Bend is Where Old People Go to Retire

Population report shows Deschutes County is drawing new residents who want to spend their golden years in Oregon.

Deschutes County is getting old fast.

An analysis of population data released Nov. 16 by Oregon Employment Department economist Christian Kaylor shows that the high desert around Bend has become a retirement destination—with the number of senior citizens growing by 43 percent in five years.

"For both Deschutes and Clackamas counties, senior citizens represented the fastest-growing demographic by far," Kaylor writes. "Deschutes County saw an eye popping 43 percent increase in the number of seniors in just the last five years. Close behind are Washington County (33% increase) and Clackamas County (32% increase)."

Kaylor says Deschutes is graying partly because boomers are aging—the same phenomenon that led to a boom in Oregon's estate tax revenue—but also because communities like Bend and Sunriver are drawing new residents who want to spend their golden years in Oregon.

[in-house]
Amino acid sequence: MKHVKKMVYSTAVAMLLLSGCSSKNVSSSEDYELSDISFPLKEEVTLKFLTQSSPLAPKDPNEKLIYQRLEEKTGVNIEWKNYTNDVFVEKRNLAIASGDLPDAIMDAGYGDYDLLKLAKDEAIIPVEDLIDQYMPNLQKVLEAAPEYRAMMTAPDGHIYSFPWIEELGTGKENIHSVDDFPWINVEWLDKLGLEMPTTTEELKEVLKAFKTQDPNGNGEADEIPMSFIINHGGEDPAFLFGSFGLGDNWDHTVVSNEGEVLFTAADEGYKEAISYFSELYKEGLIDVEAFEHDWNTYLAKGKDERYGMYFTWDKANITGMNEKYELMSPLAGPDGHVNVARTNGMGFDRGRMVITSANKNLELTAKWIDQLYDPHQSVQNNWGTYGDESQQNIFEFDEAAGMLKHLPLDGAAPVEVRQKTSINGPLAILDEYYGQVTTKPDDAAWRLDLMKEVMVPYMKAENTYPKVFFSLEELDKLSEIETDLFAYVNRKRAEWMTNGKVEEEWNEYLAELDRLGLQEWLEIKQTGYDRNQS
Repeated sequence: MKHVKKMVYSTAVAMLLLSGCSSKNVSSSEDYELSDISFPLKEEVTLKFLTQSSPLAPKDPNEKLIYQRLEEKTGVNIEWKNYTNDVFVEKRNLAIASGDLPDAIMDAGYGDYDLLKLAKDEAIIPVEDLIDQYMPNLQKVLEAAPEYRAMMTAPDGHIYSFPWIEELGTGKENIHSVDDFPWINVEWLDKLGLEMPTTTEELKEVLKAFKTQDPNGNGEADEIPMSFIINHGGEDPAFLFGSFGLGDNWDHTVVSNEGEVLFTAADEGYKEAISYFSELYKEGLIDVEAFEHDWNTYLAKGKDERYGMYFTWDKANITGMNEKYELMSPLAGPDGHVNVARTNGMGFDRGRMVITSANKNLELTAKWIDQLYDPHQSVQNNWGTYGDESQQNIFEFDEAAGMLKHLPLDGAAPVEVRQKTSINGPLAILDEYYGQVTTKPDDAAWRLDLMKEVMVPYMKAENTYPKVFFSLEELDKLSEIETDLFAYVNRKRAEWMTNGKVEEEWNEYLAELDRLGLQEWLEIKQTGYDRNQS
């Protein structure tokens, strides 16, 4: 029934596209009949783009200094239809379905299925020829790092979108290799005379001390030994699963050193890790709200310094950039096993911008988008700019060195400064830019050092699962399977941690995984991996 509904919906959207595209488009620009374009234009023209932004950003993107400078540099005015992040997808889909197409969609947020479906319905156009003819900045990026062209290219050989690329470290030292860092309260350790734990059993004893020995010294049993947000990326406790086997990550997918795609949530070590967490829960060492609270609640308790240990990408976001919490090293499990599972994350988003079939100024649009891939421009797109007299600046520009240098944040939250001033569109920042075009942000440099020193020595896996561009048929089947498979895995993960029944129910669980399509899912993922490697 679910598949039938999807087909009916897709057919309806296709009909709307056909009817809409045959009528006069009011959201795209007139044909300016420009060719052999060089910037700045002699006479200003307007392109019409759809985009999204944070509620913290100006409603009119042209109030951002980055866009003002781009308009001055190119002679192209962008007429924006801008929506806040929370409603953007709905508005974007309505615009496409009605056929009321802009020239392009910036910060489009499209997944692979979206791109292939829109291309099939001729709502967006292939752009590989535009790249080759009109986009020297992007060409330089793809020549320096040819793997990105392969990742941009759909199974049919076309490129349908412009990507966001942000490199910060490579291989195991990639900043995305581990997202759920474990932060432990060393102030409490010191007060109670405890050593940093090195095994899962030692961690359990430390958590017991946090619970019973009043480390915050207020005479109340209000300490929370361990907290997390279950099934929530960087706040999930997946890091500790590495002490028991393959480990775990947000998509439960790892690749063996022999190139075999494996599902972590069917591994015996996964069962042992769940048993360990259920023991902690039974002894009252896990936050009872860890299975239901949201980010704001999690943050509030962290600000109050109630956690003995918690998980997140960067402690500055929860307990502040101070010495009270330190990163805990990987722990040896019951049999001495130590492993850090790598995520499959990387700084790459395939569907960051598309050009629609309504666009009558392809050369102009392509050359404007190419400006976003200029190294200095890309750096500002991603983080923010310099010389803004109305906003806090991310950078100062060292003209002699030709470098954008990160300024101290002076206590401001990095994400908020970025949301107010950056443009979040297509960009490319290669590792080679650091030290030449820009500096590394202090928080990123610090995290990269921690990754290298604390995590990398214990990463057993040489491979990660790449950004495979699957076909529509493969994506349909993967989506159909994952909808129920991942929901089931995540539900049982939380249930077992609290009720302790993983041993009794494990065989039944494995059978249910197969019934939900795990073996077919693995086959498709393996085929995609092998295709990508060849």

"Keep in mind," he writes, "the primary demographic driver here is baby boomers aging into their senior status, though new migration of retirees is certainly a factor as well."

This fits with a report released this week by the Population Research Center at Portland State University, showing that Deschutes County got 3.5 percent more crowded this year—the largest percentage growth of any Oregon County.

Put those two reports together, and it looks like Sunriver is starting to compete with Sun Valley as a west-coast retirement destination.

None of this is shocking: the silver boomer is driving many big changes, including perhaps the election of Donald Trump.

But the idea that Oregon is drawing retirees from other states is a little counterintuitive. Seniors often migrate to mild, sunny desert climes—but usually in states with low taxes. Oregon's income taxes don't seem to be discouraging this trend, though.

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